The management of Bhutan’s electricity export to India is carried out through a variety of Power Purchase Agreements (PPA). Inter-Government (IG) produced power plants are exported through cost-plus-based tariffs and long-term PPAs signed between the two governments, with imports into India being made by a company in India that has been designated by the Indian government.
According to the Bhutan’s Rich Experiences in Cross Border Electricity Trade, 2022 authored by Dorji Pavo Phuntshok, Hydropower Specialist with Institute of Happiness and presented the report during South Asia Think Tank Forum, Seminar on Cross Border Energy Trade on 10 August, he said that India has benefited from its cooperation in development of hydropower projects with Bhutan.
According to the IG agreement since Tala Hydroelectric Project, all contain similar provision as in the Punatshangchhu-I IG agreement which reproduce that “The rate at which this power will be sold by Bhutan to India at the Bhutan-India border, shall be mutually determined by the two government at the time of commissioning of the projects. This shall be done by considering the cost of project, its financing costs, operation and maintenance charges, depreciation at rate applicable to similar projects in India and prevalent market conditions.”
It also reproduces, “To ensure predictability, this rate of power shall, thereafter, be reviewed by the two governments, at the end of every three years, who shall be guided by the principles agreed upon for the Tala Hydroelectric Project in this regard.”
According to the report, when deciding on a tariff and finalizing PPAs, number of factors are considered, including the project completion costs, financing costs, depreciation rates that apply to projects of a similar nature in India, operation and maintenance fees, and a 15% energy royalty, among others.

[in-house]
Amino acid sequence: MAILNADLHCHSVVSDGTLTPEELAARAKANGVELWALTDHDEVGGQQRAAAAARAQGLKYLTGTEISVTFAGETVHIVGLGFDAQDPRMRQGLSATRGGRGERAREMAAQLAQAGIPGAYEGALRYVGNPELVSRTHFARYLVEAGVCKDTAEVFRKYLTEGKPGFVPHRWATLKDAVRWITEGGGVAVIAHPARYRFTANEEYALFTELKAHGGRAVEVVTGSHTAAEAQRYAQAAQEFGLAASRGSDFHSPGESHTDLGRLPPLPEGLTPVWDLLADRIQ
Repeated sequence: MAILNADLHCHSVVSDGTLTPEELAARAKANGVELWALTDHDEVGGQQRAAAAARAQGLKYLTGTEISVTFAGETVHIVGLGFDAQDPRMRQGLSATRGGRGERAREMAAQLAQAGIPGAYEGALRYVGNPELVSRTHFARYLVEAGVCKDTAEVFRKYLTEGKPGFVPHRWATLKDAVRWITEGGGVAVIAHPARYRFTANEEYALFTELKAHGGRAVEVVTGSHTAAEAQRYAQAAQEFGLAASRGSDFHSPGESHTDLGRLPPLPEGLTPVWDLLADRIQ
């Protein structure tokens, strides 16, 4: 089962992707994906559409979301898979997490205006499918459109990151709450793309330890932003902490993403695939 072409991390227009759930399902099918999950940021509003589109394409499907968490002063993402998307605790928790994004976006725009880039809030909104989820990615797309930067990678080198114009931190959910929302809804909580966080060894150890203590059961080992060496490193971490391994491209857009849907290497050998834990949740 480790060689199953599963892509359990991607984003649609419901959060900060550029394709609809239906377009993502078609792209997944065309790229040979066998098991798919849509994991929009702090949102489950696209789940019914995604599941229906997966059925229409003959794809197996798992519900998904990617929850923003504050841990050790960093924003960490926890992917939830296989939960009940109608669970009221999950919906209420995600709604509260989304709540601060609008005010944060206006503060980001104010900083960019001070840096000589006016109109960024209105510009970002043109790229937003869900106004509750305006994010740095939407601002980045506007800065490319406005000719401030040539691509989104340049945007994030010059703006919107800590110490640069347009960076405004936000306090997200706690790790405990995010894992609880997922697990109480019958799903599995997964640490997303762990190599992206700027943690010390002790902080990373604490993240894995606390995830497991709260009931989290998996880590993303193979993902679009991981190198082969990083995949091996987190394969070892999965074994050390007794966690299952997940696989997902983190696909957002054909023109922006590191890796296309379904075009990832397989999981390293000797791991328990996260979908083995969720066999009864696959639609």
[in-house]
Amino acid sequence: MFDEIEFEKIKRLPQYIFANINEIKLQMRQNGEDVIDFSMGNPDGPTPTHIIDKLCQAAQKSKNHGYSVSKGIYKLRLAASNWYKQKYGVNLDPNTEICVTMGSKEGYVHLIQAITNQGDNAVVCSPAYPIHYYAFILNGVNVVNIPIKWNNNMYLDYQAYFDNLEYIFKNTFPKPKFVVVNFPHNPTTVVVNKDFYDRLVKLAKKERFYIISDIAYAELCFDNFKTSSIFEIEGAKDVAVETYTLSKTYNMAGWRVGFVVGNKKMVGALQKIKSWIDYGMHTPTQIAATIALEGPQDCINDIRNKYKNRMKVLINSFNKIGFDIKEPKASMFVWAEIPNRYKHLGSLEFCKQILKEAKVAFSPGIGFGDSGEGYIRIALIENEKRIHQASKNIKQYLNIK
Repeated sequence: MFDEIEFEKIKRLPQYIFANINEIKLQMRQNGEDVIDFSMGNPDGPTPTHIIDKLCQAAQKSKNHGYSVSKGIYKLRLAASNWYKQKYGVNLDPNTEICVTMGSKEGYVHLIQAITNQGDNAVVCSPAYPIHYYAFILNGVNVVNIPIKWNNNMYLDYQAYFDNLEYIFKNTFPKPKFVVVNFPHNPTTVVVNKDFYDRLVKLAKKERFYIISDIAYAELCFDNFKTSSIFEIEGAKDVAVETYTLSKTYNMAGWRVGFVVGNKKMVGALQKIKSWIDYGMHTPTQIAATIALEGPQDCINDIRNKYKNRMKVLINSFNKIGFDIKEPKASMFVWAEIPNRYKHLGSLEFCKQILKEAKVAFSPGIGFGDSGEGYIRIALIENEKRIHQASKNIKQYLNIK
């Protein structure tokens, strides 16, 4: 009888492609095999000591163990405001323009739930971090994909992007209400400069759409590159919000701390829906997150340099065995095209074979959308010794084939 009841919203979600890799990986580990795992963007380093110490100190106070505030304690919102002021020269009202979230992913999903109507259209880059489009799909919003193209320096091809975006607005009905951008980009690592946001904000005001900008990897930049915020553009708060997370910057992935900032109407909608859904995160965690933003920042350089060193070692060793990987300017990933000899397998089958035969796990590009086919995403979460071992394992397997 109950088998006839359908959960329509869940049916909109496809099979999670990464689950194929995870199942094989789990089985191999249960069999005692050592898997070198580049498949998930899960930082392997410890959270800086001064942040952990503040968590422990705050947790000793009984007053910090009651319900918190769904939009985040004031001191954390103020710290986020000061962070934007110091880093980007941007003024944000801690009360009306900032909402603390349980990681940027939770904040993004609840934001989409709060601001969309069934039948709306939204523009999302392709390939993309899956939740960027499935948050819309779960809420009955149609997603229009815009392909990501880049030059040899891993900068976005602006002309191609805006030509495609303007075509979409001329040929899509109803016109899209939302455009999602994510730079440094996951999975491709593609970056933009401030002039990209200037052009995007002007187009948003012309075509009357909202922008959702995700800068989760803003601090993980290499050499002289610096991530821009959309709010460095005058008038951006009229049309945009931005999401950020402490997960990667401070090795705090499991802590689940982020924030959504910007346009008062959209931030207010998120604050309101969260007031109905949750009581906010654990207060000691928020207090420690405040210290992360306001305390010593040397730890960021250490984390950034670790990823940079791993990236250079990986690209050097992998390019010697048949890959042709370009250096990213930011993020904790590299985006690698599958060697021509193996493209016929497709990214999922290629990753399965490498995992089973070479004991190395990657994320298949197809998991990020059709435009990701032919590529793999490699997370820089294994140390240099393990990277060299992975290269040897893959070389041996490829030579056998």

Dorji Pavo Phuntsho said that the tariff mechanism is firm only for 15 years and the parties are to mutually discuss and review the tariff for the balance years of PPA. The current tariff structure also provides for a rebate of two percent on the monthly bills if the payment is made within ten days of presentation of the bill.
The energy can also be exported beyond India, according to the SAARC Framework Agreement for Energy Cooperation (Electricity), it stipulates that “Member States may enable cross-border trade of electricity on voluntary basis subject to the laws, rules and regulations of the respective member states and based on bilateral or trilateral or mutual agreements between concerned states,” however, the report states that this hardly facilitates multi-lateral trade in electricity within SAARC.
Meanwhile, Bhutan has had a rewarding and varied experiences in electricity trade with India. As of end of 2021, Bhutan had exported 117,715.31 GWh of electricity to India of the total generation of 155,925.81 GWh comprising 75.5 percent of the generation.
The electricity export has comprised a minimum of 23.2 percent of the total volume of export to India in 1996 to as high as 63.3 percent of the export to India in 2020.
It says that of the total export value of Nu 43.51 billion (B) in 2020, electricity export amounted to Nu 27.52-B.
Besides providing crucial energy for social, commercial, and industrial needs, export of electricity from hydropower project provides substantial revenues, mostly in Indian Rupee (INR) to the country. Electricity continues to be one of the larger contributors to Gross Domestic Product (GDP) of the country.
From just eight percent of the GDP in 1993, electricity has comprised as high as 20.4 percent in 2007, with electricity being in double digits since 2007.
And from exporting to India alone, the county received Nu 39,809 million (m) in 2019 to Nu 43,513.40-m in 2020.